This past week I had a married couple as guests at my home, and as usual when they come to visit we invariably get around to discussing religion since Philosophy of Religion & Ethics is my current course of study. I’m not sure if they are agnostics or simply skeptics, though my guess is that it is more the latter. Both are highly intelligent and moral folks who are concerned with living good lives, being kind to others, donating to good causes, and being loving, attentive parents to their young children. But they tend to look strongly askance at anything of a religious nature, though they admit there are some good things that come out of religion that are beneficial to society. Fundamentally, John and Sharon (not their real names), are skeptical that any of my efforts in studying religion necessarily allow me to get any closer to truth than anyone else, no matter how much I may study. Why do they conclude this, and am I simply wasting precious time and energy studying philosophy? Since they both feel there are other people who study as much as I do yet come to different conclusions, their logic is that we cannot get to truth since everyone doesn’t necessarily come to the same conclusions concerning the existence of God, or further that Christ is indeed the Son of God who died on a cross and resurrected on the third day.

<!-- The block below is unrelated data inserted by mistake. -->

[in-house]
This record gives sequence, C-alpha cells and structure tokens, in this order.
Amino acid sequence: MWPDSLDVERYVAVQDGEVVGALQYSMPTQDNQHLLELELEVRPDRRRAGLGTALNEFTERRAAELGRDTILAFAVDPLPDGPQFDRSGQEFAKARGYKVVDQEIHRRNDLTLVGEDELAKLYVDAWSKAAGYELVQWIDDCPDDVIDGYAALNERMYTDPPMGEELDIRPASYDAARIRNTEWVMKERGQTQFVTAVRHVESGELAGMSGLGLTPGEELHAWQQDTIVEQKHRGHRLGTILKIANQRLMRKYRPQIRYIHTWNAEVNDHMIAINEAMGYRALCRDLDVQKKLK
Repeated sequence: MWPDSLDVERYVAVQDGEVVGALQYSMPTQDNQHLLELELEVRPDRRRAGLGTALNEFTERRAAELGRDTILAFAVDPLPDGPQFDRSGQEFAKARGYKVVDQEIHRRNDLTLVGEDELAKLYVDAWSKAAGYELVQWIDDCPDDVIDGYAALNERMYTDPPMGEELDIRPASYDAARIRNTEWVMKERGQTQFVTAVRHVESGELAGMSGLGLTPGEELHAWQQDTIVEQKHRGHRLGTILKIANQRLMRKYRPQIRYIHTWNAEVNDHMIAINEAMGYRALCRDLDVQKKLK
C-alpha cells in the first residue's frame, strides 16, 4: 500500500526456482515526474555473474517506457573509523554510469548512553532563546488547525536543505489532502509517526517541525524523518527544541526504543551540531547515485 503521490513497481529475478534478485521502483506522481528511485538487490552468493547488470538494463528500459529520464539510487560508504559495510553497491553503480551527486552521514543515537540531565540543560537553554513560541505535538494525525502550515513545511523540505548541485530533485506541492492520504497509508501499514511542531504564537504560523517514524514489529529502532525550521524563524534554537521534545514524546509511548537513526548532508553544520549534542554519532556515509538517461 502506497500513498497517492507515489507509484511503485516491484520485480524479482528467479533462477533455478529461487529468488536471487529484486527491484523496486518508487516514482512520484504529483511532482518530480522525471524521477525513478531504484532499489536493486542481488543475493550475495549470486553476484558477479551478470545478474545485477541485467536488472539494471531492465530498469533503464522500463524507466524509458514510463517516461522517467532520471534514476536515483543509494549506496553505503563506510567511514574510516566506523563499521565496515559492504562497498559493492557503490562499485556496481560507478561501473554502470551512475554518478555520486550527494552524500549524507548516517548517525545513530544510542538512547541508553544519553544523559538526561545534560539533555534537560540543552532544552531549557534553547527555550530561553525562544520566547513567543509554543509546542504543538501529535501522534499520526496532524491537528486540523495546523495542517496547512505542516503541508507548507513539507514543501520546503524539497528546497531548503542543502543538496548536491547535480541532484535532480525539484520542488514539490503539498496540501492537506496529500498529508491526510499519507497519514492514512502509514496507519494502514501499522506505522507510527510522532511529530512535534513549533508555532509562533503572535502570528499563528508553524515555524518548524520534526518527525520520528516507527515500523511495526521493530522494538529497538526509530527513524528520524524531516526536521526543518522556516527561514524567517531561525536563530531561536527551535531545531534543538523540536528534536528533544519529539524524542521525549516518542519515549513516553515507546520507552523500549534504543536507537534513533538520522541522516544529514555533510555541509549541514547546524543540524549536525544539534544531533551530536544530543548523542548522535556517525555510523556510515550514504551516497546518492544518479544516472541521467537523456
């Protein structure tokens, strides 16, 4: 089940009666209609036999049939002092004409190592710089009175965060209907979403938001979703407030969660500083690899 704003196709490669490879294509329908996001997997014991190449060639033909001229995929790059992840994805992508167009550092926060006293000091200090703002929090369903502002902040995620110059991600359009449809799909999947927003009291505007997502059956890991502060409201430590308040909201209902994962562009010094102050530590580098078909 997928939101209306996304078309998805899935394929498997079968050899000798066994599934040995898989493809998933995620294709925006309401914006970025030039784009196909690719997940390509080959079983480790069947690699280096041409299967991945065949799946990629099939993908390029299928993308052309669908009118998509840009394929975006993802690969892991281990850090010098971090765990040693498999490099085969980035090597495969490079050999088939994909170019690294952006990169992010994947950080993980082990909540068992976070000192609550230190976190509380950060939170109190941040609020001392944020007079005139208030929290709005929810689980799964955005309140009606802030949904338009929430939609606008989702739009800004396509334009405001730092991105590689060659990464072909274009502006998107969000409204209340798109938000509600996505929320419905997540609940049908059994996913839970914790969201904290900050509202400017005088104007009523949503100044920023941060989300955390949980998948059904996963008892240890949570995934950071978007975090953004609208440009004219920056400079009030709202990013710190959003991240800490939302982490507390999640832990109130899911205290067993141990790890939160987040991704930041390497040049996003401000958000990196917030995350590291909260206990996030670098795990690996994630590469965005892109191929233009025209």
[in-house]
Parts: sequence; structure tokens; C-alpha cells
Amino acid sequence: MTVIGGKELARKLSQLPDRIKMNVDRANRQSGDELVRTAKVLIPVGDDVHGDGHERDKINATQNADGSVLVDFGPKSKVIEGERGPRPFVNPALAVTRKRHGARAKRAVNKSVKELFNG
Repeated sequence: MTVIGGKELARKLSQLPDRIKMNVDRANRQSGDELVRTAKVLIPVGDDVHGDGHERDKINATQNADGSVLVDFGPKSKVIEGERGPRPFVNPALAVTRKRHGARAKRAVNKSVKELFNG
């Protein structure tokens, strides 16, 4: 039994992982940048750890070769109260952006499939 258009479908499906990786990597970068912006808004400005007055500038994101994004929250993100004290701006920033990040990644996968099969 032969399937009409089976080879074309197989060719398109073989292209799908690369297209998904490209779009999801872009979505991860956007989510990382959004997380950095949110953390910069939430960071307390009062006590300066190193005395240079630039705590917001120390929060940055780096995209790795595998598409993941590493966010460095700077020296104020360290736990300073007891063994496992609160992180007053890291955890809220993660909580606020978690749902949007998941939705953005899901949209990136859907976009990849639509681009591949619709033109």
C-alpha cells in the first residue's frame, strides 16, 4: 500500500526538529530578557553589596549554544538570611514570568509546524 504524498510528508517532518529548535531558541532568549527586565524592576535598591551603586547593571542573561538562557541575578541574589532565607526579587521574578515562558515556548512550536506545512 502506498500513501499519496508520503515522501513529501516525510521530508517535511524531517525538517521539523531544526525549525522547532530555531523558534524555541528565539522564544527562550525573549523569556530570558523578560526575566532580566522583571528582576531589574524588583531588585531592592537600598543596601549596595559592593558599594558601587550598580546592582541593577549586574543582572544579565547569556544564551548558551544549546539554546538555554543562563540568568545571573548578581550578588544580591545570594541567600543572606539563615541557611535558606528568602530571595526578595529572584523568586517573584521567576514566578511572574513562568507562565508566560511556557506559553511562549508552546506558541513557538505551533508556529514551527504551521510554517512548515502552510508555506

At core, John and Sharon have the view that what may be true for me, and others that accept Christ, may not be true for others who accept some other religion such as Islam or Hinduism, or who simply conclude that all religions are false. But it’s okay if it’s true for me and provides some benefit, and I shouldn’t be naive in believing that my truth might actually apply to them or others. I didn’t explain that this view is the typical postmodern thinking that Americans have gradually accepted over the past 40-50 years, which posits that there are no overarching, universal truths. Truth, according to postmodern thought is simply a social construct and a creation of the human mind. Yet John and Sharon admit that in their everyday lives, they behave as if there are universal truths. They feel that stealing is wrong, murder is wrong, and that it is not okay to abuse children. But if there is no such thing as objective truth, then why would they live their lives as if it is so, even asserting there are indeed some moral imperatives as just described? It is wholly inconsistent to on the one hand believe that everything is relative and evolving, while at the same time making statements as to how a certain state of affairs ought or should be when things are constantly undergoing change. If everything is relative and truth is what you make it, then the words oughtor should are in effect meaningless when used in communication.